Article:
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A coarse splitting geocoder in scala, based primarily on geonames data
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README.md

Build Status

A coarse, splitting geocoder and reverse geocoder in scala -- Prebuilt indexes and binaries available at twofishes.net. Discussion at google groups.

What is a Geocoder?

A geocoder is a piece of software that translates from strings to coordinates. "New York, NY" to "40.74, -74.0". This is an implementation of a coarse (city level, meaning it can't understand street addresses) geocoder that also supports splitting (breaking off the non-geocoded part in the final response).

Overview

This geocoder was designed around the geonames data, which is relatively small, and easy to parse in a short amount of time in a single thread without much post-processing. Geonames is a collection of simple text files that represent political features across the world. The geonames data has the nice property that all the features are listed with stable identifiers for their parents, the bigger political features that contain them (rego park -> queens county -> new york state -> united states). In one pass, we can build a database where each entry is a feature with a list of names for indexing, names for display, and a list of parents.

The Data

Geonames is great, but not perfect. Southeast Asia doesn't have the most comprehensive coverage. Geonames doesn't have bounding boxes, so we add some of those from http://code.flickr.com/blog/2011/01/08/flickr-shapefiles-public-dataset-2-0/ where possible.

Geonames is licensed under CC-BY http://www.geonames.org/. They take a pretty liberal interpretation of this and just ask for about page attribution if you make use of the data. Flickr shapefiles are public domain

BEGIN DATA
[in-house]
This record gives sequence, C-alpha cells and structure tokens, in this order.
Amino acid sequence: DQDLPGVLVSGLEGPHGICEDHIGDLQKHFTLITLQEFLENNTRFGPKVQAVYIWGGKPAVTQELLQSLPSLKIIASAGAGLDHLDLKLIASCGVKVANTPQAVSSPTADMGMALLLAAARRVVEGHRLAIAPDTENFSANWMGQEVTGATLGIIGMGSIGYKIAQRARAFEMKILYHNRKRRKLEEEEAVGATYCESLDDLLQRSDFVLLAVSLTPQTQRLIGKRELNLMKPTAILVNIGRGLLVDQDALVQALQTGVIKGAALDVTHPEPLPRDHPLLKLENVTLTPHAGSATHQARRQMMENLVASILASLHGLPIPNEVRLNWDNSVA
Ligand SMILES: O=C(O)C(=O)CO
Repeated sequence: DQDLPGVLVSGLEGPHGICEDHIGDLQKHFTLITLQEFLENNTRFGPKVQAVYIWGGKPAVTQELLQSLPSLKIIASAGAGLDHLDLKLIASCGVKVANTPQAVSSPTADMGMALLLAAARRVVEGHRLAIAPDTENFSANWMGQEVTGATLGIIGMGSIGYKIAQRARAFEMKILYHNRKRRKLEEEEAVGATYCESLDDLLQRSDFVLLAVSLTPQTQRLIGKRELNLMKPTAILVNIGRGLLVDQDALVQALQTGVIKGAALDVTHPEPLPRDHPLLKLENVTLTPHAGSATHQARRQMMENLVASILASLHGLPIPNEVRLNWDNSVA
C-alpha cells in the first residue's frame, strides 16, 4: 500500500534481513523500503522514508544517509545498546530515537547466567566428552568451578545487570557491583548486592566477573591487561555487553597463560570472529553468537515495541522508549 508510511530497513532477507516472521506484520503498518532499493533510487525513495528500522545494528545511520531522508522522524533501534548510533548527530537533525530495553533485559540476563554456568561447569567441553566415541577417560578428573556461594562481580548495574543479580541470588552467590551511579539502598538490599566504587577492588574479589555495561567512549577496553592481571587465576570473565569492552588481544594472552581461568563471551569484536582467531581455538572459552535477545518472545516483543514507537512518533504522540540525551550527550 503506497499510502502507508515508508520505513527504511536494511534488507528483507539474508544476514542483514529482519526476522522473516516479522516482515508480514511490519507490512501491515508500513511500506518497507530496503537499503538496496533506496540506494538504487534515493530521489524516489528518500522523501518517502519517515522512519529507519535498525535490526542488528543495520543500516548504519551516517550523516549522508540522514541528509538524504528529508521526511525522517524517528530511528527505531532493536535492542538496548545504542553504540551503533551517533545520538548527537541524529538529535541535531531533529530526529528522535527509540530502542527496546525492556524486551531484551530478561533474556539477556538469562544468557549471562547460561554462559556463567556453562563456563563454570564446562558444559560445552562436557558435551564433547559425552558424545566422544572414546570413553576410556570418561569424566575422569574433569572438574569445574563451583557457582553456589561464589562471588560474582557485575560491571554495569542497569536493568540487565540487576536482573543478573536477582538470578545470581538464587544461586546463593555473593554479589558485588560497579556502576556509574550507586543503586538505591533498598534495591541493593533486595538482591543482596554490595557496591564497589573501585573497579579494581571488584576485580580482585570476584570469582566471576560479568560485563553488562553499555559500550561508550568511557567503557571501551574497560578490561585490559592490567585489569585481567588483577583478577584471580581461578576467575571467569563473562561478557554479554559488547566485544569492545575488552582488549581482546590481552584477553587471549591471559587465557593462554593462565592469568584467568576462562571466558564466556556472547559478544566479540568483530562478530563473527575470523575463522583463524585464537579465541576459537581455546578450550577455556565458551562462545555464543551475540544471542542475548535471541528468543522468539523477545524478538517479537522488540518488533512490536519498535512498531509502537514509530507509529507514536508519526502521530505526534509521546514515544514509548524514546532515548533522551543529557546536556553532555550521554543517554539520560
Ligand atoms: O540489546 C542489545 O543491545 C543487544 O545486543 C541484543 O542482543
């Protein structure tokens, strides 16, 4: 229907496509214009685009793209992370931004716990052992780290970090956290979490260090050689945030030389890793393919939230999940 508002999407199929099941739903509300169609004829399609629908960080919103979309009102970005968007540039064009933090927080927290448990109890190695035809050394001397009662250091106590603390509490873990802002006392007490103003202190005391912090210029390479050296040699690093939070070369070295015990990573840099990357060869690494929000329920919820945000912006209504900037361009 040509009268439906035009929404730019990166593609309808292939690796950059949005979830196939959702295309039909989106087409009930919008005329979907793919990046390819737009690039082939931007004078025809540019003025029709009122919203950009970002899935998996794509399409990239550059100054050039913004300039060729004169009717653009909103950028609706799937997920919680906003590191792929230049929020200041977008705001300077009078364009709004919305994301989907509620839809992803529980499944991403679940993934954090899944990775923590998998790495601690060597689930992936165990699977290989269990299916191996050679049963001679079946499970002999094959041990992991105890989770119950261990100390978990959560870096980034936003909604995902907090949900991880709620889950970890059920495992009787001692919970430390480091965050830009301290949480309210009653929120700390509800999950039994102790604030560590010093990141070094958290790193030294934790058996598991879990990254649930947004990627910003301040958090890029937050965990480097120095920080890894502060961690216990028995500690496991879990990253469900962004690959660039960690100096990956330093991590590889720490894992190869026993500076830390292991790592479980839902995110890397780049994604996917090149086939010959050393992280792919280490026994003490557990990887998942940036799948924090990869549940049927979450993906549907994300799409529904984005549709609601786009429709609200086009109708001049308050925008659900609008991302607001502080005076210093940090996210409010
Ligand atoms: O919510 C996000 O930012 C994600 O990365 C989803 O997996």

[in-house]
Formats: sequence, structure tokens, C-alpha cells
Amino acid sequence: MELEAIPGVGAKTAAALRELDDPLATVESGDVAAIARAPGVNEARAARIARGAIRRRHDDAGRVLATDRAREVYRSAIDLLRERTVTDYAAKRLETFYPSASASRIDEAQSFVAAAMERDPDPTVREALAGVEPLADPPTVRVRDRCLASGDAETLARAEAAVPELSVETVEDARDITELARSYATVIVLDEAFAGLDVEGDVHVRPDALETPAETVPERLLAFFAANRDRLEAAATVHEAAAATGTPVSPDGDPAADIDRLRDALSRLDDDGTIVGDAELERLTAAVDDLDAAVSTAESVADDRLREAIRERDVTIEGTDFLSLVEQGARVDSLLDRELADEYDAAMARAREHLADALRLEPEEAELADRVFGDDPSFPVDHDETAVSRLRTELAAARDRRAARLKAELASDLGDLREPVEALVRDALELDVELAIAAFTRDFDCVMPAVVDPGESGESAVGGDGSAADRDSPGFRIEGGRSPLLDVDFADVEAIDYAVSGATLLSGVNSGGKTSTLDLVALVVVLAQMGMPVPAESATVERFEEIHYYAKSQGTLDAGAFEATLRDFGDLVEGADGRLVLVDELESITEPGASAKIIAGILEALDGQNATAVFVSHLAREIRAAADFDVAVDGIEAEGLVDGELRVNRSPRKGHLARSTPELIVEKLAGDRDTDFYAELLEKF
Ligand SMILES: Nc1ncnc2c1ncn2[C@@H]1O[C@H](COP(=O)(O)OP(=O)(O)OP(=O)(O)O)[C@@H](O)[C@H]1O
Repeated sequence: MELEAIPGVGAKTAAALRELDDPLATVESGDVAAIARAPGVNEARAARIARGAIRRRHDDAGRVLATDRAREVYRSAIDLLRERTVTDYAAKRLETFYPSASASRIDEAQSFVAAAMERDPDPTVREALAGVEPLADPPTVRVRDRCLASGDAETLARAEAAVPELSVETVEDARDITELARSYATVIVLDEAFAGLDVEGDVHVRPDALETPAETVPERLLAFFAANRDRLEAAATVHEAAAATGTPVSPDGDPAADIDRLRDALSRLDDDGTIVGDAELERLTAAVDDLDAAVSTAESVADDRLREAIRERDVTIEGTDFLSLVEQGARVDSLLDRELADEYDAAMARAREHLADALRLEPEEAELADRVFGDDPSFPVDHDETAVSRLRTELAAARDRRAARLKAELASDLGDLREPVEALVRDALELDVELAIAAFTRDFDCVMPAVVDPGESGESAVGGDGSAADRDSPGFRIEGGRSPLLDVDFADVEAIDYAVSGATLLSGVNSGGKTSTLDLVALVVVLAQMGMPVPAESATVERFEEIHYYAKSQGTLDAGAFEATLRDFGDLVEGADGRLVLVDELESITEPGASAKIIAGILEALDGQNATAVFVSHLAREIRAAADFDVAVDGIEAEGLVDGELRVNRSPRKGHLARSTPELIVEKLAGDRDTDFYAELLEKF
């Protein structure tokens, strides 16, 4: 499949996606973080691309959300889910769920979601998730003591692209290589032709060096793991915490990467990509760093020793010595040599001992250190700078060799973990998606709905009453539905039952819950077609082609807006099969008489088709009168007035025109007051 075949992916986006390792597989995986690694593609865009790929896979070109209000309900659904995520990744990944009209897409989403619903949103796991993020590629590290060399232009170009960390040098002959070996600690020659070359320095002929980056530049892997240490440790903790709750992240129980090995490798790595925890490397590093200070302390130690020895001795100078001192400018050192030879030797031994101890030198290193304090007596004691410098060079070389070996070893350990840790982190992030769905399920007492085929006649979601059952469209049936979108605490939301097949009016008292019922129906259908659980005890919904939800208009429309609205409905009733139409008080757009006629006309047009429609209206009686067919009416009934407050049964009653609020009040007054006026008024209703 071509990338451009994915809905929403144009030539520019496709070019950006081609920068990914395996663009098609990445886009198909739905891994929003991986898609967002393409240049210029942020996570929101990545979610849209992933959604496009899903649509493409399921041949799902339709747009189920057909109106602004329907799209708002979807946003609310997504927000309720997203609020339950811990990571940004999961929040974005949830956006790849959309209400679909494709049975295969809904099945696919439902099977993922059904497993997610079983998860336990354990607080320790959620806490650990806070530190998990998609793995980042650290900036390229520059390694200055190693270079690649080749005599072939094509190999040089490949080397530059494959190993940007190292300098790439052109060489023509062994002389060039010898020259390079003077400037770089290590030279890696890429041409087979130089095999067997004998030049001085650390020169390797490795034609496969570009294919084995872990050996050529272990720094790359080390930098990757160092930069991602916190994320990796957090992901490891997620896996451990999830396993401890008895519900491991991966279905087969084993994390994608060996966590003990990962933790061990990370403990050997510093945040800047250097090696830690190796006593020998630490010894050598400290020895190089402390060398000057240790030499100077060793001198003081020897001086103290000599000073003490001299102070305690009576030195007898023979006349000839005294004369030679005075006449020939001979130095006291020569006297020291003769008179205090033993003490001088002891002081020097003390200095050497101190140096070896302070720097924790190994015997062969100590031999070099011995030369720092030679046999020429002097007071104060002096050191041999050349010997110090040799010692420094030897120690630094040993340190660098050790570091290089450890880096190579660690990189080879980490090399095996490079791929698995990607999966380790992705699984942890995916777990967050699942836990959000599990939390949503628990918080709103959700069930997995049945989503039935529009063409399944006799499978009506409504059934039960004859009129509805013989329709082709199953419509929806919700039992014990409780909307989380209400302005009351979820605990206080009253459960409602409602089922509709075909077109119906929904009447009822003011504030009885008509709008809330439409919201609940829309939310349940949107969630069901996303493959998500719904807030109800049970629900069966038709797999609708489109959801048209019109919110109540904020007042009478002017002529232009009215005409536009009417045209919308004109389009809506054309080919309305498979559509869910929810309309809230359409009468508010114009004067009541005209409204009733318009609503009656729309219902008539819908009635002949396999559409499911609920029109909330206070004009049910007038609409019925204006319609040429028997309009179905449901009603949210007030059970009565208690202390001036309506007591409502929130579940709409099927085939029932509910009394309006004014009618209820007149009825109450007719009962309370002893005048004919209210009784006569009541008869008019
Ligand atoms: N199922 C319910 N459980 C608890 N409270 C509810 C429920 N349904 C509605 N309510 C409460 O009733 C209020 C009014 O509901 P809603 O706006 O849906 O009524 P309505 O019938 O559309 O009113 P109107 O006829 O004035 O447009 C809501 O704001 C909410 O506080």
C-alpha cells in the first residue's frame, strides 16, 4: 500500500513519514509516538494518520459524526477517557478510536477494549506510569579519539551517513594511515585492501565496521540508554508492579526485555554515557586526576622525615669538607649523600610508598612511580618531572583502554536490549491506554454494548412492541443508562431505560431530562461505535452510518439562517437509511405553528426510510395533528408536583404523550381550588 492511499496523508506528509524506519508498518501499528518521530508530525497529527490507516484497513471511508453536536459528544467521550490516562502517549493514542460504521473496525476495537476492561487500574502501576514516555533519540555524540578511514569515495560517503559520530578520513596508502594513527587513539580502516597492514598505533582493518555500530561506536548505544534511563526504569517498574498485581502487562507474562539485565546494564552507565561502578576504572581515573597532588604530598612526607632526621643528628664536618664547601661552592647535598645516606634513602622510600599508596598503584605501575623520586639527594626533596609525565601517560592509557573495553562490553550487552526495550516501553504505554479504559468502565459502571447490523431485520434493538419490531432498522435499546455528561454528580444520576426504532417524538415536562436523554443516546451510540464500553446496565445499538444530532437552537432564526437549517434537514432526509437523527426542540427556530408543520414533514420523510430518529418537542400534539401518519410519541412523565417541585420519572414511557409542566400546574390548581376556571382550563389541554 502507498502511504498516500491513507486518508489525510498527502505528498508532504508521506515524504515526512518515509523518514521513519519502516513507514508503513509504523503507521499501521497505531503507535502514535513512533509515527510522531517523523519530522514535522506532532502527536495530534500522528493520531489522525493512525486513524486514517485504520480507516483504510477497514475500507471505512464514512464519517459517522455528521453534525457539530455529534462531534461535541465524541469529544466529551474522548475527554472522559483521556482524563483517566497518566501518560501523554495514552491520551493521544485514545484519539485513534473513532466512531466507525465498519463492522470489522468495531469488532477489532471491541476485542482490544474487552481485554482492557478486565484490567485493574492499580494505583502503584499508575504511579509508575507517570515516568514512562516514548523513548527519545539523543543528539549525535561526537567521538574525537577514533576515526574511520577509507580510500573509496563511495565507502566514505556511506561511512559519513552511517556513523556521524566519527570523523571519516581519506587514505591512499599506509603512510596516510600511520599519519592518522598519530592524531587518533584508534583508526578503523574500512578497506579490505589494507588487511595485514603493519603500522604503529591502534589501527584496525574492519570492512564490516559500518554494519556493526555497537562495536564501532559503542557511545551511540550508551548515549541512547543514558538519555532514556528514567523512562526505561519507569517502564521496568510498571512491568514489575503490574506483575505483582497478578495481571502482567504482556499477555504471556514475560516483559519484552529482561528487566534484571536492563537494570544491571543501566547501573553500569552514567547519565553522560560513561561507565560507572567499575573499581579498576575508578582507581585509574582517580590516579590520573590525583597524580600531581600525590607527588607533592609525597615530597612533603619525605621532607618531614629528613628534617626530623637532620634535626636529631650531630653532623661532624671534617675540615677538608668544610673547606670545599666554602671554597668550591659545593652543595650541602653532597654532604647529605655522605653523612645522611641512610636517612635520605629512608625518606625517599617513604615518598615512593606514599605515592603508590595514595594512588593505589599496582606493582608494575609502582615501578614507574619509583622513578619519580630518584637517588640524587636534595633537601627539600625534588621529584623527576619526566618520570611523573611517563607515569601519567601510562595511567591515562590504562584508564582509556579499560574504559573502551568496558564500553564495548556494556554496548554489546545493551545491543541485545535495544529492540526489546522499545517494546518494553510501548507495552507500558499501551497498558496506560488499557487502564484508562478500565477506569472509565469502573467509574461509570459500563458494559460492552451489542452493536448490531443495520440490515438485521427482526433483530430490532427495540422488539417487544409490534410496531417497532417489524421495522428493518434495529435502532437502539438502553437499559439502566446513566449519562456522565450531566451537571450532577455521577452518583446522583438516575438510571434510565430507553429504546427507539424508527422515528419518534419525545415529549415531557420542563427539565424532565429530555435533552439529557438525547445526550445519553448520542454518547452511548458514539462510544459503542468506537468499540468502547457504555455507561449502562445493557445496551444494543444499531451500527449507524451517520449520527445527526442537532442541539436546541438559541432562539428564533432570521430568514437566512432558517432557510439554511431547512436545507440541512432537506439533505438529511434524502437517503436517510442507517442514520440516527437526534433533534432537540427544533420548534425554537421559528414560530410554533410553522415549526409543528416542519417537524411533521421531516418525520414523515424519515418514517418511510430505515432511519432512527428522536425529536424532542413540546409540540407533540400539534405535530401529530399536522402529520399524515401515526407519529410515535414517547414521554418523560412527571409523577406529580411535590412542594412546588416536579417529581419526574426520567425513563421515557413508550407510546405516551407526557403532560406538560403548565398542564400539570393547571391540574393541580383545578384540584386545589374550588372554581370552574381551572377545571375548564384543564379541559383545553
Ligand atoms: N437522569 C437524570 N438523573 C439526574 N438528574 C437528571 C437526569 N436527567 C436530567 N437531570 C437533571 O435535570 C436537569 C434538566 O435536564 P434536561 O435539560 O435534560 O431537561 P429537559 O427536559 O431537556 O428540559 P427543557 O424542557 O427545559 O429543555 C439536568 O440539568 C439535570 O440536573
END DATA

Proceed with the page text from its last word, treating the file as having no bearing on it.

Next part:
Reverse Geocoding and Polygons

To enable reverse geocoding in twofishes, you need to add polygon data to the inputs. geonames does not distribute polygons, nor does the twofishes distribution contain shapefiles. Shapefiles must be in epsg:4326 projection. The following script will write a copy of your shapefile with an extra property that is the geonameid of the matching feature.

I will add automated scripts for this soon, but for now, if you have shapefiles that map to existing geonames features that you want to put into twofishes

examples:

US place (locality) data -- ftp://ftp2.census.gov/geo/tiger/TIGER2010/PLACE/2010/ ~/shputils/shape-gn-matchr.py --shp_name_keys=NAME10 tl_2010_35_place10.shp gn-tl_2010_35_place10.shp

US county data -- ftp://ftp2.census.gov/geo/tiger/TIGER2010/COUNTY/2010/ ../shputils/shape-gn-matchr.py --dbname=gis --shp_name_keys=NAME10 --allowed_gn_classes='' --allowed_gn_codes=ADM2 --fallback_allowed_gn_classes='' --fallback_allowed_gn_codes='' tl_2010_us_county10.shp gn-us-adm2.shp

MX locality data -- http://blog.diegovalle.net/2013/02/download-shapefiles-of-mexico.html ogr2ogr -t_srs EPSG:4326 mx-4326.shp MUNICIPIOS.shp ./shputils/shape-gn-matchr.py --dbname=gis --shp_name_keys=NOM_MUN mx-4326.shp gn-mx-localities.shp

Requirements

  • Java (jre and jdk)
  • Mongo
  • curl
  • unzip

First time setup

Data import

  • mongod --dbpath /local/directory/for/output/
  • If you want to import countries: ./parse.py -c US /output/dir (Note that you can specify list of countries separating them by comma: US,GB,RU)
  • If you want to import world: ./parse.py -w /output/dir

Serving

  • ./serve.py -p 8080 /output/dir – Where /output/dir will contain a subdirectory whose name will be the date of the most recent build, for example 2013-02-25-01-08-23.803740. You need to point to this subdirectory or to a folder called latest which is created during the build process (in the twofishes directory) and is a symlink to the most recent dated subdirectory.
  • server should be responding to finagle-thrift on the port specified (8080 by default), and responding to http requests at the next port up: http://localhost:8081/?query=rego+park+ny http://localhost:8081/static/geocoder.html#rego+park
  • use the --host flag to specify a bind address (defaults to 0.0.0.0)